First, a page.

Tuesday, 11 June 2019
Ceisteanna ó Cheannairí - Leaders' Questions
Leo Varadkar (Taoiseach, Department of An Taoiseach; Dublin West, Fine Gael)
I thank the Deputy and I join him in congratulating Deputies Clare Daly, Fitzgerald, Wallace and Kelleher on their election to the European Parliament. I understand that they will continue to be Members of this House until 2 July, but all of us would like to be associated in extending our congratulations to them as they move to a bigger House and new roles.
It is very much Government policy and a Government priority to improve the air quality in our cities, towns and rural areas. We want to do so not just because of health, because we know that poor air quality has a very severe impact on people, children in particular, with respiratory diseases such as bronchitis, emphysema, asthma, but also as part of our climate action agenda. We can improve air quality in two major ways. The first is restricting or banning the sale of smoky fossil fuels, and the second is reversing some of the errors made in the past in encouraging people to buy diesel cars, which we now know are very bad for air quality because of nitrous oxide and sulphur oxides and nitrogen oxides, SOx and NOx. The Deputy will be aware that though the then Minister, Mary Harney, did a very good thing for the people of Dublin in banning smoky coal, a subsequent Government did a wrong thing by encouraging people to buy diesel cars, which we now know are very bad for air quality and have damaged the health of our children.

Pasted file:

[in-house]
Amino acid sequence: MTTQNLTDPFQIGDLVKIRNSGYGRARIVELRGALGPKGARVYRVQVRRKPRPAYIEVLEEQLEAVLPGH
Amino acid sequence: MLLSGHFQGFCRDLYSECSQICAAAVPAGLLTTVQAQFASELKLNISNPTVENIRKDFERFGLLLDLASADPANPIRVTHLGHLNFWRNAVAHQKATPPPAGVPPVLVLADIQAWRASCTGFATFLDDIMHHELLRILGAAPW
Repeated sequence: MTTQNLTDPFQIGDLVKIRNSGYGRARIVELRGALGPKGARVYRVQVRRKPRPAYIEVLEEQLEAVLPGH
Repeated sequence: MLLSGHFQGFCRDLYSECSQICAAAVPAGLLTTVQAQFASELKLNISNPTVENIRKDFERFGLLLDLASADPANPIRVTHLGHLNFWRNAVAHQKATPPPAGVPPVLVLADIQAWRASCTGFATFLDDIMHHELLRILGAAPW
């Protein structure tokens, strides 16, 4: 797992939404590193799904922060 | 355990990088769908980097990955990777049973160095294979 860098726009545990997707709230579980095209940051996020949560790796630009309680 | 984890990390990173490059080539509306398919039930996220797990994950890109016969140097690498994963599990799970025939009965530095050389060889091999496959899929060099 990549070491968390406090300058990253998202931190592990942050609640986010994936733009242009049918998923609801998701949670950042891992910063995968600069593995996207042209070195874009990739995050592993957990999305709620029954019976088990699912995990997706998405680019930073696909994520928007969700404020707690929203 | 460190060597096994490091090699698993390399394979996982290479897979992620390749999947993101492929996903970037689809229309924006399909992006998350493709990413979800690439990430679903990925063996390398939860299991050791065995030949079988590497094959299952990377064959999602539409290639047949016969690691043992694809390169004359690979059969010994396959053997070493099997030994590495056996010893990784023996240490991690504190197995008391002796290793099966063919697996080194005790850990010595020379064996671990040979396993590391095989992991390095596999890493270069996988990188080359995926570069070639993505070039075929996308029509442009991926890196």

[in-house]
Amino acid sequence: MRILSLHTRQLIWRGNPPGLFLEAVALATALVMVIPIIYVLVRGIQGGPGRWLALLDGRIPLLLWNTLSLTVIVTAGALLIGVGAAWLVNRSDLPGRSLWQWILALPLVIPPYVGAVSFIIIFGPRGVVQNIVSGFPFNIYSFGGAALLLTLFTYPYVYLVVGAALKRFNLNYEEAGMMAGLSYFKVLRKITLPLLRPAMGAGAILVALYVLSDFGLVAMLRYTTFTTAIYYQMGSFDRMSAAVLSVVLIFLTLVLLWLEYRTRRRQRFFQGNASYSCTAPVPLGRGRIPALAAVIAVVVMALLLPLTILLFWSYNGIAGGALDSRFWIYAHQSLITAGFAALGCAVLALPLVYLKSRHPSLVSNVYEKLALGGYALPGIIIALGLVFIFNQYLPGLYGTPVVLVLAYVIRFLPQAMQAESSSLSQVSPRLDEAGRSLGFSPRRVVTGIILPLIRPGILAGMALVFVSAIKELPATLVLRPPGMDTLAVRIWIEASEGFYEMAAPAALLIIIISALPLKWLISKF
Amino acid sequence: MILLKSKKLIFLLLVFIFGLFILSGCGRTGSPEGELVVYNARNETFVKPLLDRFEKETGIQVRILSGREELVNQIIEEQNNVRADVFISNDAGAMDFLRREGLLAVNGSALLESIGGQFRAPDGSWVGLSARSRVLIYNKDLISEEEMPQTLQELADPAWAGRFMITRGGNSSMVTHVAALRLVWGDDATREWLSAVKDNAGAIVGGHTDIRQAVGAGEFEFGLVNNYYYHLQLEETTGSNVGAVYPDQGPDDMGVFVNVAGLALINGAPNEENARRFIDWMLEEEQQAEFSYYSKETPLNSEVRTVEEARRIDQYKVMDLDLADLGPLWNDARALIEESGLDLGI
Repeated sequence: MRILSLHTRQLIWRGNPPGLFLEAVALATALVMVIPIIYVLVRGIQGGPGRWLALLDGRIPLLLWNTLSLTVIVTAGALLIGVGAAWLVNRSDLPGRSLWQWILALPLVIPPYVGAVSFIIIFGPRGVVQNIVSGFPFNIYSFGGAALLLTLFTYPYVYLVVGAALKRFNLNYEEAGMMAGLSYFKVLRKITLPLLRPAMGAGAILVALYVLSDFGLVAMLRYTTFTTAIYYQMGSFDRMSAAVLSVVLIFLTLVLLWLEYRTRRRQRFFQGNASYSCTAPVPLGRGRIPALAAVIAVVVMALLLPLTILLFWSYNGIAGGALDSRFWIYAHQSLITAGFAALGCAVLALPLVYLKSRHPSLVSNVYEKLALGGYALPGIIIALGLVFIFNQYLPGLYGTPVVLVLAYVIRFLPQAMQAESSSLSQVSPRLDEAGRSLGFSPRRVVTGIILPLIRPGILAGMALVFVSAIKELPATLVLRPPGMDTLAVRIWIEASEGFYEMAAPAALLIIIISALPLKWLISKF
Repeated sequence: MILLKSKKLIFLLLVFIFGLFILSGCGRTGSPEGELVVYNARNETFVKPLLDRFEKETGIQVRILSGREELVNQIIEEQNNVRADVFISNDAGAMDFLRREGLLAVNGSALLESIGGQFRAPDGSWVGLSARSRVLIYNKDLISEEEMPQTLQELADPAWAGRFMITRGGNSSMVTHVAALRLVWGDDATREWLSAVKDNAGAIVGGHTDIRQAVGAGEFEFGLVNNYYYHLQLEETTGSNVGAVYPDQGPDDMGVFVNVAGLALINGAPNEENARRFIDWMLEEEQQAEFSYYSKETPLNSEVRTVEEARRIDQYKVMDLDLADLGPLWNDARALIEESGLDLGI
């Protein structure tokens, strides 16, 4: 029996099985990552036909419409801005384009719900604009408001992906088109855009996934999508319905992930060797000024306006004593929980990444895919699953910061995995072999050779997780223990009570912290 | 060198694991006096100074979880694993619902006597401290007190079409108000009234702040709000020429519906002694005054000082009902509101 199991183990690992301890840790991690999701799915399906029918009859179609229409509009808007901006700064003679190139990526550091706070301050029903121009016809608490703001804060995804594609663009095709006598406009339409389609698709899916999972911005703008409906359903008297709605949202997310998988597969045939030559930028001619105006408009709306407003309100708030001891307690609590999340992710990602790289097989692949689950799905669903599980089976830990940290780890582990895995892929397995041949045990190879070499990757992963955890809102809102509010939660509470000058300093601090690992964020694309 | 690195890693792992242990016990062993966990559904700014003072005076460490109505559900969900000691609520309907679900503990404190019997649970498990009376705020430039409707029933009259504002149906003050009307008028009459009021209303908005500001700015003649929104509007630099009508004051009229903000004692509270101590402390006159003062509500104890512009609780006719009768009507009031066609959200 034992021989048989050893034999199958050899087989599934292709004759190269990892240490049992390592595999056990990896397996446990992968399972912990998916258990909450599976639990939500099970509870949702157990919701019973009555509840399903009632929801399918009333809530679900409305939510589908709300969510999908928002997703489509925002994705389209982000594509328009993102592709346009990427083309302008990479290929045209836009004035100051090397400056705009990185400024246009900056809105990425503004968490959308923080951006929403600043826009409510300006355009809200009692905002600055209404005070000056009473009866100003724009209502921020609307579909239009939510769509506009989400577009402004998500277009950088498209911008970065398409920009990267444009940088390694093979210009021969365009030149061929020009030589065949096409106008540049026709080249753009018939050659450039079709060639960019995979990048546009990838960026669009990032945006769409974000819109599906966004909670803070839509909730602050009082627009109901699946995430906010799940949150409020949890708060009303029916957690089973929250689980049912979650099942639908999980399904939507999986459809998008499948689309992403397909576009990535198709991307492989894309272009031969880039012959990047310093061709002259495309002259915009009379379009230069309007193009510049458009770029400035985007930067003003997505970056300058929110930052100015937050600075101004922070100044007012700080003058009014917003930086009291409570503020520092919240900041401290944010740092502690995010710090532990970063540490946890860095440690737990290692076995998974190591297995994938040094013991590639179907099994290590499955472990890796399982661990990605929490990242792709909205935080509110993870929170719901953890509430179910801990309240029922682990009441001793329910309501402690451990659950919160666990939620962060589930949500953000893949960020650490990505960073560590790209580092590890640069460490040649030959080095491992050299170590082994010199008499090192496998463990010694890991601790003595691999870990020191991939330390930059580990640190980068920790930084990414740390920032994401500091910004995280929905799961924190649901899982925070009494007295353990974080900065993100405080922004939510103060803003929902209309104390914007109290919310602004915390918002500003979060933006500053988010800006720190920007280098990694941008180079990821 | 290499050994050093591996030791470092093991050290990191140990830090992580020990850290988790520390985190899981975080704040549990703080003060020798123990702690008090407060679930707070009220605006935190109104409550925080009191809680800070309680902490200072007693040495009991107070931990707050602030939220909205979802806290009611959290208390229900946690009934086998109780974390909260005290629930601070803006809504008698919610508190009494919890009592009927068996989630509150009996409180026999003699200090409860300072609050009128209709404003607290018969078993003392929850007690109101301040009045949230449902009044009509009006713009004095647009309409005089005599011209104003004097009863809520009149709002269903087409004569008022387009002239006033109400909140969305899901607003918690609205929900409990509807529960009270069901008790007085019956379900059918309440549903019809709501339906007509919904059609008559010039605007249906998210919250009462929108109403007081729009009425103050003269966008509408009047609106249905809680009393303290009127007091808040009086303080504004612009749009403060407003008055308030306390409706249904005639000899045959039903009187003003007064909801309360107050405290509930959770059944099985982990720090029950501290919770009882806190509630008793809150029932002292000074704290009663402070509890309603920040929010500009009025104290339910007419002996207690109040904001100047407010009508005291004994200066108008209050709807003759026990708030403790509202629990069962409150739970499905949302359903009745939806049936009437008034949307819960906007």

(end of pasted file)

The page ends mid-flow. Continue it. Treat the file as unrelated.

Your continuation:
The difficulty we are running into is that a number of coal firms have indicated that they intend to challenge the introduction of a nationwide smoky coal ban, which is Government policy. The Minister for Communications, Climate Action and Environment, Deputy Bruton, has received advice from the Attorney General on this. He is determined to reduce the levels of harmful particulate emissions from residential heating and is working to finalise a legally robust plan which will improve air quality, particularly in our cities and towns. Banning the use of smoky coal would have a positive impact on public health, especially in urban areas, but a number of coal companies have indicated that if the Government attempts to extend the smoky coal ban, they will challenge the new ban as well as the existing ban that applies in Dublin. If that challenge were successful, not only would we fail to go forward, we may even end up going backwards. These companies have indicated that they would challenge the ban on the grounds that we should also ban other fossil fuels, such as wood and peat, which they claim do as much harm in terms of air pollution as smoky coal. We have to give this proper consideration. We do not want to end up voting for the law of unintended consequences whereby we extend the ban but the ban in Dublin gets reversed. We also need to bear in mind the possibility that peat and wood do the same level of damage to our air quality and that we would therefore have to apply the same policy principles to them.